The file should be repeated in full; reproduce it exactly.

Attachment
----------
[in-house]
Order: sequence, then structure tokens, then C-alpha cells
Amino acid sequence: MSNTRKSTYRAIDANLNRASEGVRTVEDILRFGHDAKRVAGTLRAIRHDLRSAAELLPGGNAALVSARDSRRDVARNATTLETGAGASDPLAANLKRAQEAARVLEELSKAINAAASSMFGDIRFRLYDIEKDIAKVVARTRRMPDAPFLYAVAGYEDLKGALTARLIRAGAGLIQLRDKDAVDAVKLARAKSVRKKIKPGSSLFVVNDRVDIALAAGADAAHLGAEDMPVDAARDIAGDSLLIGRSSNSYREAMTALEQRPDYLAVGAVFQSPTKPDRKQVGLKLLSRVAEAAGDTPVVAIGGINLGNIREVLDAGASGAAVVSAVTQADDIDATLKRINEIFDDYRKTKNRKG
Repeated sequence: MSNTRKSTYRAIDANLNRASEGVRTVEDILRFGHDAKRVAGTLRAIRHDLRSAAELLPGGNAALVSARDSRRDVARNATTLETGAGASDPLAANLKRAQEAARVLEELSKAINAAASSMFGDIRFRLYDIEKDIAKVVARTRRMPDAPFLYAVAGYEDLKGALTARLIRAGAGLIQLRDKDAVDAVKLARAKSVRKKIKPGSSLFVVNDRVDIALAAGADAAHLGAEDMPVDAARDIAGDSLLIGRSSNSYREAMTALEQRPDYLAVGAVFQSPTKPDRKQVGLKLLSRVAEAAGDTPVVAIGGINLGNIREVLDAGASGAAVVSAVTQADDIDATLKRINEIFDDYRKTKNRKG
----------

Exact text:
[in-house]
Order: sequence, then structure tokens, then C-alpha cells
Amino acid sequence: MSNTRKSTYRAIDANLNRASEGVRTVEDILRFGHDAKRVAGTLRAIRHDLRSAAELLPGGNAALVSARDSRRDVARNATTLETGAGASDPLAANLKRAQEAARVLEELSKAINAAASSMFGDIRFRLYDIEKDIAKVVARTRRMPDAPFLYAVAGYEDLKGALTARLIRAGAGLIQLRDKDAVDAVKLARAKSVRKKIKPGSSLFVVNDRVDIALAAGADAAHLGAEDMPVDAARDIAGDSLLIGRSSNSYREAMTALEQRPDYLAVGAVFQSPTKPDRKQVGLKLLSRVAEAAGDTPVVAIGGINLGNIREVLDAGASGAAVVSAVTQADDIDATLKRINEIFDDYRKTKNRKG
Repeated sequence: MSNTRKSTYRAIDANLNRASEGVRTVEDILRFGHDAKRVAGTLRAIRHDLRSAAELLPGGNAALVSARDSRRDVARNATTLETGAGASDPLAANLKRAQEAARVLEELSKAINAAASSMFGDIRFRLYDIEKDIAKVVARTRRMPDAPFLYAVAGYEDLKGALTARLIRAGAGLIQLRDKDAVDAVKLARAKSVRKKIKPGSSLFVVNDRVDIALAAGADAAHLGAEDMPVDAARDIAGDSLLIGRSSNSYREAMTALEQRPDYLAVGAVFQSPTKPDRKQVGLKLLSRVAEAAGDTPVVAIGGINLGNIREVLDAGASGAAVVSAVTQADDIDATLKRINEIFDDYRKTKNRKG